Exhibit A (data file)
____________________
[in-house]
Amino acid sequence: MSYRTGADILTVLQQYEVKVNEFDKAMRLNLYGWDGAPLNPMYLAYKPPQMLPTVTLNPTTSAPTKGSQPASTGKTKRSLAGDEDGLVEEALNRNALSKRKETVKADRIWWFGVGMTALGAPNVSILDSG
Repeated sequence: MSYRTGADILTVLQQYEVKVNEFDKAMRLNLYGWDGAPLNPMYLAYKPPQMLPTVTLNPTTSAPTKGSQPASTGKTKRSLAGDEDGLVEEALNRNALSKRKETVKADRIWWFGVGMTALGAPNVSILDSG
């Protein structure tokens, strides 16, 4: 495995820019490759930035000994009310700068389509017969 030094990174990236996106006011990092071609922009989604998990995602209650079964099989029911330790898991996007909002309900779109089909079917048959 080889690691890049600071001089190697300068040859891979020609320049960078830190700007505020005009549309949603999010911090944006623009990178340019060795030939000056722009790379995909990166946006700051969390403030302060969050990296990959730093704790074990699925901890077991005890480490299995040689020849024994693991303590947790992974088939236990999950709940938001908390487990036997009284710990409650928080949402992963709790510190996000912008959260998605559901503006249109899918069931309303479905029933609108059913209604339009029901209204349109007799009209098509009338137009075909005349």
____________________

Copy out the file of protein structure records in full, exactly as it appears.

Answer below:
[in-house]
Amino acid sequence: MSYRTGADILTVLQQYEVKVNEFDKAMRLNLYGWDGAPLNPMYLAYKPPQMLPTVTLNPTTSAPTKGSQPASTGKTKRSLAGDEDGLVEEALNRNALSKRKETVKADRIWWFGVGMTALGAPNVSILDSG
Repeated sequence: MSYRTGADILTVLQQYEVKVNEFDKAMRLNLYGWDGAPLNPMYLAYKPPQMLPTVTLNPTTSAPTKGSQPASTGKTKRSLAGDEDGLVEEALNRNALSKRKETVKADRIWWFGVGMTALGAPNVSILDSG
């Protein structure tokens, strides 16, 4: 495995820019490759930035000994009310700068389509017969 030094990174990236996106006011990092071609922009989604998990995602209650079964099989029911330790898991996007909002309900779109089909079917048959 080889690691890049600071001089190697300068040859891979020609320049960078830190700007505020005009549309949603999010911090944006623009990178340019060795030939000056722009790379995909990166946006700051969390403030302060969050990296990959730093704790074990699925901890077991005890480490299995040689020849024994693991303590947790992974088939236990999950709940938001908390487990036997009284710990409650928080949402992963709790510190996000912008959260998605559901503006249109899918069931309303479905029933609108059913209604339009029901209204349109007799009209098509009338137009075909005349």